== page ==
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Should the left leave behind identity politics?




US Democratic presidential nominee Hillary Clinton (R) and US President Barack Obama wave to the crowd after a rally on the final night of the 2016 US presidential campaign at Independence Mall in Philadelphia, Pennsylvania, November 07, 2016.
US Democratic presidential nominee Hillary Clinton (R) and US President Barack Obama wave to the crowd after a rally on the final night of the 2016 US presidential campaign at Independence Mall in Philadelphia, Pennsylvania, November 07, 2016.
KENA BETANCUR/AFP/Getty Images

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In “The Once and Future Liberal,” Columbia professor Mark Lilla argues that, in recent years, the Democratic Party has fallen under the trappings of identity politics.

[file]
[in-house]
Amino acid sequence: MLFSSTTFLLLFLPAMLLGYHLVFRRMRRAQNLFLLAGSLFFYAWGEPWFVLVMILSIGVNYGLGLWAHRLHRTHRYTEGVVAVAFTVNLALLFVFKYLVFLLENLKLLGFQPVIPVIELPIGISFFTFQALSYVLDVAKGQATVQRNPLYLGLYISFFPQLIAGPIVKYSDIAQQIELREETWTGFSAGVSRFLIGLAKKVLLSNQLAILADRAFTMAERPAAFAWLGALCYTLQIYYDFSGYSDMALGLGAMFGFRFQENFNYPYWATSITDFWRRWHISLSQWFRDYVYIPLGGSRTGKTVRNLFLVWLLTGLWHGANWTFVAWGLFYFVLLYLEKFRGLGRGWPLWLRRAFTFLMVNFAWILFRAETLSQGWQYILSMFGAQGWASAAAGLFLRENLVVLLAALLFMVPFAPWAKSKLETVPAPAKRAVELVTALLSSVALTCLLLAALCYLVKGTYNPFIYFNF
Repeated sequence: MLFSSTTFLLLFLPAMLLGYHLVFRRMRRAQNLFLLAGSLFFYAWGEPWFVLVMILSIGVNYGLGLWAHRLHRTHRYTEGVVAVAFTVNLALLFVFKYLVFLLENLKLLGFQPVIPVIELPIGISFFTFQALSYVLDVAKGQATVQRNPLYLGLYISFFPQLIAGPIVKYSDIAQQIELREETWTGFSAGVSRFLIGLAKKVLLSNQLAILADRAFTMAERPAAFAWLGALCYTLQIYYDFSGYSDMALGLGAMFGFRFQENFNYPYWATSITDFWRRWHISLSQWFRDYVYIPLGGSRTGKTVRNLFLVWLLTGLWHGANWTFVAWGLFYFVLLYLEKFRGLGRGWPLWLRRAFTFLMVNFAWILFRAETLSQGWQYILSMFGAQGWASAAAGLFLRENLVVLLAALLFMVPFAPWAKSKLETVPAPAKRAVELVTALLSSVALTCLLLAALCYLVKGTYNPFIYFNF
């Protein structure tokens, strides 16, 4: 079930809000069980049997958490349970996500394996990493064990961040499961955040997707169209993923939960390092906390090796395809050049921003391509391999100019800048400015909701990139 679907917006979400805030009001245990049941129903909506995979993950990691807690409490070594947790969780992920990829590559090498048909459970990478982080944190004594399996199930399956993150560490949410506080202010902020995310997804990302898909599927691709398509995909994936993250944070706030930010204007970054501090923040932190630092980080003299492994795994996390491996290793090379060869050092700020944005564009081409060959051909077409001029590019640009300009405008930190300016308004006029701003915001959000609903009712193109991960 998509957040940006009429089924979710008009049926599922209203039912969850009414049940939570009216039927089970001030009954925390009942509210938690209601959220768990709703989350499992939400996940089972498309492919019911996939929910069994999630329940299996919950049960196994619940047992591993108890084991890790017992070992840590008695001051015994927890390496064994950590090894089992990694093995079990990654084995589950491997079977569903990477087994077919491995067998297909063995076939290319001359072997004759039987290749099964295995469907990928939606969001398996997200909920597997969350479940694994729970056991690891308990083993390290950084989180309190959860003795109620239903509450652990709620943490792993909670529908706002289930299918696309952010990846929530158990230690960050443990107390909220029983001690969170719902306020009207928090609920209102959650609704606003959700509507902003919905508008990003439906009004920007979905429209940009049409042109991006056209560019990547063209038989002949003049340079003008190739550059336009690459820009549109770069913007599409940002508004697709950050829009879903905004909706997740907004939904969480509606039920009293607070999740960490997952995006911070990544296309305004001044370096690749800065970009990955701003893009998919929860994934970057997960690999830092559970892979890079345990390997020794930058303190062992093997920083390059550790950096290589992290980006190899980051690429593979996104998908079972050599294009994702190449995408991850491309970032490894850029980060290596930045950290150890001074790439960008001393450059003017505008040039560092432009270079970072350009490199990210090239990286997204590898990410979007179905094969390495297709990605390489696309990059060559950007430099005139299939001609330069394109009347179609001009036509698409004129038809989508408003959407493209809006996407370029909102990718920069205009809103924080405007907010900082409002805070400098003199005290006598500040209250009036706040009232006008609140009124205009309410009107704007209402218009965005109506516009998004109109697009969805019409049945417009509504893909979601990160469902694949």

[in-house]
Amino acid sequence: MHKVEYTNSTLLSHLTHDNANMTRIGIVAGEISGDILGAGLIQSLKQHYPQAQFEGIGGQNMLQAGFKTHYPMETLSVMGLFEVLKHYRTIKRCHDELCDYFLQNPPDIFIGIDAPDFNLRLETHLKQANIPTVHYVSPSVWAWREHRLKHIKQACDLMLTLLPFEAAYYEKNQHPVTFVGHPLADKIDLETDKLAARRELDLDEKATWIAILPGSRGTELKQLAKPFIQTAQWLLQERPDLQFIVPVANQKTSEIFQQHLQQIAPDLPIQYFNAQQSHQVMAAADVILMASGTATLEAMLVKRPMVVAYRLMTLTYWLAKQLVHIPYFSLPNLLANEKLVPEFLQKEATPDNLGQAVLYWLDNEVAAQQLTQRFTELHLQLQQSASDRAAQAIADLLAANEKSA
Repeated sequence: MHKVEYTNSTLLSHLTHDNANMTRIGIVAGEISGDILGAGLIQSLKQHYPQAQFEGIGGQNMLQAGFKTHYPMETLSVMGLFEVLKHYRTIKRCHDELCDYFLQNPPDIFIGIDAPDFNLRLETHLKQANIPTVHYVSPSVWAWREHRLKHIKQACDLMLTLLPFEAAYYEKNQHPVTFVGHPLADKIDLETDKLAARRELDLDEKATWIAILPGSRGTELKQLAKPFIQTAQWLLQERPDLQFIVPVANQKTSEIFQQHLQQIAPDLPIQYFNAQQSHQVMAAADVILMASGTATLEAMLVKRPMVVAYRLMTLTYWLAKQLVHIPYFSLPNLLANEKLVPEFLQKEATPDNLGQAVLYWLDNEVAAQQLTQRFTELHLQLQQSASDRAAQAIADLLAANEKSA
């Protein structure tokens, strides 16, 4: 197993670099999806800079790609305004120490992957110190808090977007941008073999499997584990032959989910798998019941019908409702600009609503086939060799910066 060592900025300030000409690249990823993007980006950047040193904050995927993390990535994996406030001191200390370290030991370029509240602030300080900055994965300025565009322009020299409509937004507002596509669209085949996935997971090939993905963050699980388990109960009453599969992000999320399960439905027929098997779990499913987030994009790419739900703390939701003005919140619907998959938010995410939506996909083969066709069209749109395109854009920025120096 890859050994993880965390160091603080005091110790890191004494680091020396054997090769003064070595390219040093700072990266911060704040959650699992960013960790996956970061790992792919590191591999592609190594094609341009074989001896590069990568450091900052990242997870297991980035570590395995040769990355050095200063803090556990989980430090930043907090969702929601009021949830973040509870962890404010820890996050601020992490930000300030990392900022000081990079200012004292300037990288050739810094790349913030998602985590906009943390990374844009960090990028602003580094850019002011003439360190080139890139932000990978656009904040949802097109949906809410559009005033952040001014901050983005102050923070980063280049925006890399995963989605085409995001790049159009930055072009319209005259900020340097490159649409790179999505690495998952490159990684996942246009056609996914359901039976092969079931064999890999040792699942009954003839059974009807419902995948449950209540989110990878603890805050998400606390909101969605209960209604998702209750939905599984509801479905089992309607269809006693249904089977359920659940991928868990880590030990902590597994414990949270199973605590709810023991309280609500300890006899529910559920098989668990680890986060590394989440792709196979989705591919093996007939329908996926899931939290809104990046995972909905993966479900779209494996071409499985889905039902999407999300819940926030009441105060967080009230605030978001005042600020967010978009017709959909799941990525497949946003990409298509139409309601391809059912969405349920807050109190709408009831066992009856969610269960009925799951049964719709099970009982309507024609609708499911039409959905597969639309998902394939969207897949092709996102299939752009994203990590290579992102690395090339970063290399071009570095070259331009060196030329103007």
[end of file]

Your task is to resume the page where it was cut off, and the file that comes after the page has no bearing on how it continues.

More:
The political left, wishing to protect a vulnerable group of Americans, has divided its base. Democrats focus on marginalized social movements instead of the grander vision of national development, costing them constituents and votes. But despite these setbacks, Lilla sees an opportunity for the party to re-group, reset and rebuild its political conversation.

Should Democrats move away from identity politics? And at what cost?

Guest:

Mark Lilla, professor of humanities at Columbia University and author of “The Once and Future Liberal: After Identity Politics” (Harper, 2017)